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Institute of Medicine (US) Committee to Review Dietary Reference Intakes for Vitamin D and Calcium; Ross AC, Taylor CL, Yaktine AL, et al., editors. Dietary Reference Intakes for Calcium and Vitamin D. Washington (DC): National Academies Press (US); 2011.

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Dietary Reference Intakes for Calcium and Vitamin D.

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CMethods and Results from the AHRQ-Ottawa Evidence-Based Report on Effectiveness and Safety of Vitamin D in Relation to Bone Health

The purpose of this systematic evidence-based review, referred to as AHRQ-Ottawa,1 requested by the Office of Dietary Supplements, National Institutes of Health and conducted by the University of Ottawa Evidence-based Practice Center (UO-EPC) was to review and synthesize the published literature on five key questions.

  1. Are specific circulating concentrations of 25 hydroxyvitamin D (25[OH]D) associated with bone health outcomes in:
    1. Children: rickets, bone mineral density (BMD), bone mineral content (BMC), fractures, or parathyroid hormone (PTH)?
    2. Women of reproductive age (including pregnant and lactating women): BMD, calcaneal ultrasound, fractures, PTH?
    3. Elderly men and postmenopausal women: BMD, fractures, falls?
  2. Do food fortification, sun exposure, and/or vitamin D supplementation affect circulating concentrations of 25(OH)D?
  3. What is the evidence regarding the effect of supplemental doses of vitamin D on bone mineral density and fracture or fall risk and does this vary with age groups, ethnicity, body mass index, or geography?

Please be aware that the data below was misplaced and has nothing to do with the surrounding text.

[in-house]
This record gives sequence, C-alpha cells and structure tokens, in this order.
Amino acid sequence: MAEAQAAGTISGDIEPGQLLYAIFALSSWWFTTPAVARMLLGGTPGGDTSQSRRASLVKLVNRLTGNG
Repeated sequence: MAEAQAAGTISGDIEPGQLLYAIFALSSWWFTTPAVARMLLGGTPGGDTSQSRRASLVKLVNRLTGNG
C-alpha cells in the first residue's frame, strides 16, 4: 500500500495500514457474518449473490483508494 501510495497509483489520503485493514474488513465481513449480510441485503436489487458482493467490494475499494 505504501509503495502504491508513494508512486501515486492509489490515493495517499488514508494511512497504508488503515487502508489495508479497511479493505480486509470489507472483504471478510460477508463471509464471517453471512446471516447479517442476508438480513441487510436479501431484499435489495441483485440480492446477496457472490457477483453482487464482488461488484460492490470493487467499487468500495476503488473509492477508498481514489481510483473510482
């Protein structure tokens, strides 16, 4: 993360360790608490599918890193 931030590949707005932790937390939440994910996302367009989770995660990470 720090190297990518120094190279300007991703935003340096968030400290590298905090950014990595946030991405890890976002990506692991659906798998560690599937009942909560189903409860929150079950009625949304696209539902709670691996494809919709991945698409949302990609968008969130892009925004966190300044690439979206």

4. Is there a level of sunlight exposure that is sufficient to maintain adequate vitamin D levels but does not increase the risk of non-melanoma or melanoma skin cancer?
  5. Does intake of vitamin D above current reference intakes lead to toxicities (e.g., hypercalcemia, hypercalciuria, and calcification of soft tissue or major organs)?

The review focused on electronic searches of the medical literature to identify publications addressing the aforementioned questions. Out of 9,150 citations, 112 RCTs, 19 prospective cohorts, 30 case–control studies, and 6 before-after studies were systematically reviewed, and each was rated on quality and used to assess the strength of evidence for each outcome.

The methods and results chapters of the AHRQ-Ottawa evidence review are reprinted below. The report in its entirety, including appendices and evidence tables, can be accessed and viewed at http://www.ahrq.gov/clinic/tp/vitadtp.htm#Report.

Footnotes

1

Cranney, A., T. Horsley, S. O'Donnell, H. A. Weiler, L. Puil, D. S. Ooi, S. A. Atkinson, L. M. Ward, D. Moher, D. A. Hanley, M. Fang, F. Yazdi, C. Garritty, M. Sampson, N. Barrowman, A. Tsertsvadze and V. Mamaladze. 2007. Effectiveness and Safety of Vitamin D in Relation to Bone Health. Evidence Report/Technology Assessment No. 158. (Prepared by the University of Ottawa Evidence-based Practice Center (UO-EPC) under Contract No. 290-02-0021.) AHRQ Publication No. 07-E013. Rockville, MD: Agency for Healthcare Research and Quality.

Copyright © 2011, National Academy of Sciences.
Bookshelf ID: NBK56071

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